The introduction of bandwidth-intensive learning applications, including video and peer-to-peer teaching applications, has fundamentally transformed the way teachers teach and students learn. With funding over the past 14 years from the federal E-rate (EducationRate) program, school districts and libraries nationwide have provided high-speed network access to students and faculty, and deployed learning and teaching applications never before thought possible.
“E-rate–funded Ethernet network connectivity enables the future of education by providing high-speed network access to applications that are hosted elsewhere,” says Mike Maloney, vice president of Comcast Business Services. “Both large and small school districts have benefited from E-rate. The most successful districts have developed long-term, comprehensive technology implementation plans that view E-rate discounts as integral, and as only one of many funding sources supporting their infrastructure and curriculum.”
Smart Business spoke with Maloney about how schools and libraries are utilizing technology through high-speed networks to enhance their education offerings.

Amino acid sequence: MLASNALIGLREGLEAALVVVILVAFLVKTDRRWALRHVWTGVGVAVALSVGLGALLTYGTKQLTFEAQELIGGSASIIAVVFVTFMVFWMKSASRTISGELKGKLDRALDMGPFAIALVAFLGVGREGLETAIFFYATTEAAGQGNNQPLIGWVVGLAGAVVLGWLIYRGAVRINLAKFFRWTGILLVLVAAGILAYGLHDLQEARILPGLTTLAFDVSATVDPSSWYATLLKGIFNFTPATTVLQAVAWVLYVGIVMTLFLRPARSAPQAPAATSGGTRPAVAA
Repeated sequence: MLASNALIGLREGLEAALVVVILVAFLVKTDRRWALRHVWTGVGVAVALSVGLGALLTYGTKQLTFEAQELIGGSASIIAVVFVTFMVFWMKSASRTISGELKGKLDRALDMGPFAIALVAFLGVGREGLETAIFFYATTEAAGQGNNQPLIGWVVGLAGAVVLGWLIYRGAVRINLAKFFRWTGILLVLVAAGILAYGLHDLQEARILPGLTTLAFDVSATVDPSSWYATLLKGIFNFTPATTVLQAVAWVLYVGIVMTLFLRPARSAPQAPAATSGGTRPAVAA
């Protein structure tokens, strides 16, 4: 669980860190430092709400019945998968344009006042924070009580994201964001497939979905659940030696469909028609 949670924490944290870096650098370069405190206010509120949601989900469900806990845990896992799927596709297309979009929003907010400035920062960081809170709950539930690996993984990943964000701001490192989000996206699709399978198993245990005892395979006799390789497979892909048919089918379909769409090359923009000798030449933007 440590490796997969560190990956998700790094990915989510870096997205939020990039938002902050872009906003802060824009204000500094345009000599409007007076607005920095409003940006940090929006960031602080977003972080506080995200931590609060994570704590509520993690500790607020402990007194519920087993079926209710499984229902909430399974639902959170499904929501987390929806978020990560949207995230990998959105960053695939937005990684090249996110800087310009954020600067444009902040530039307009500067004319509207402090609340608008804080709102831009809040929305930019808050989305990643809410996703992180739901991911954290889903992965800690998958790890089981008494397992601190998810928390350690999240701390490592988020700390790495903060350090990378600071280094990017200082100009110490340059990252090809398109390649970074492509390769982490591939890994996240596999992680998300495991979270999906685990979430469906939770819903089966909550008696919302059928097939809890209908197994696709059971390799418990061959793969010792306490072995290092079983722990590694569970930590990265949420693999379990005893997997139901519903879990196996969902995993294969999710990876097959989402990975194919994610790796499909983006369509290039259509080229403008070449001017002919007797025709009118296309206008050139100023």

What is the E-rate program?
A part of the Telecommunications Act of 1996, the E-rate program has committed more than $20 billion to schools and libraries since its creation. As schools and districts expand electronic curriculum through streaming video and Web-based applications, the demand for E-rate dollars remains strong. Each year, there are more than 20,000 applicants requesting funds for discounts of 20 percent to 90 percent on eligible services, products and e-Education content delivery. This funding has become particularly valuable as school budgets remain under significant pressure.
How does Ethernet technology assist with learning applications?
With Ethernet, a school’s infrastructure will be more scalable, reliable and cost-effective than with legacy technologies such as T1 lines, frame relay and asynchronous transfer mode. Connection speeds can be quickly increased and levels can often be changed remotely to support the high bandwidth the school’s applications need. The technology provides for centralized course curriculum delivery; centralized storage of score and student completion records; attendance tracking and real-time truancy reporting to the district and state level; distance learning, streaming video course content from a central data center; and Internet Protocol (IP) telephony and voice communications.
What are some applications that are enabled because of high-speed technology?
The most frequently deployed technology applications in schools are those that connect content to the student, teacher and parent. The ability to capture, transport, retrieve and store high-definition video has enabled distance learning and safe access to movie file archives from learning channels.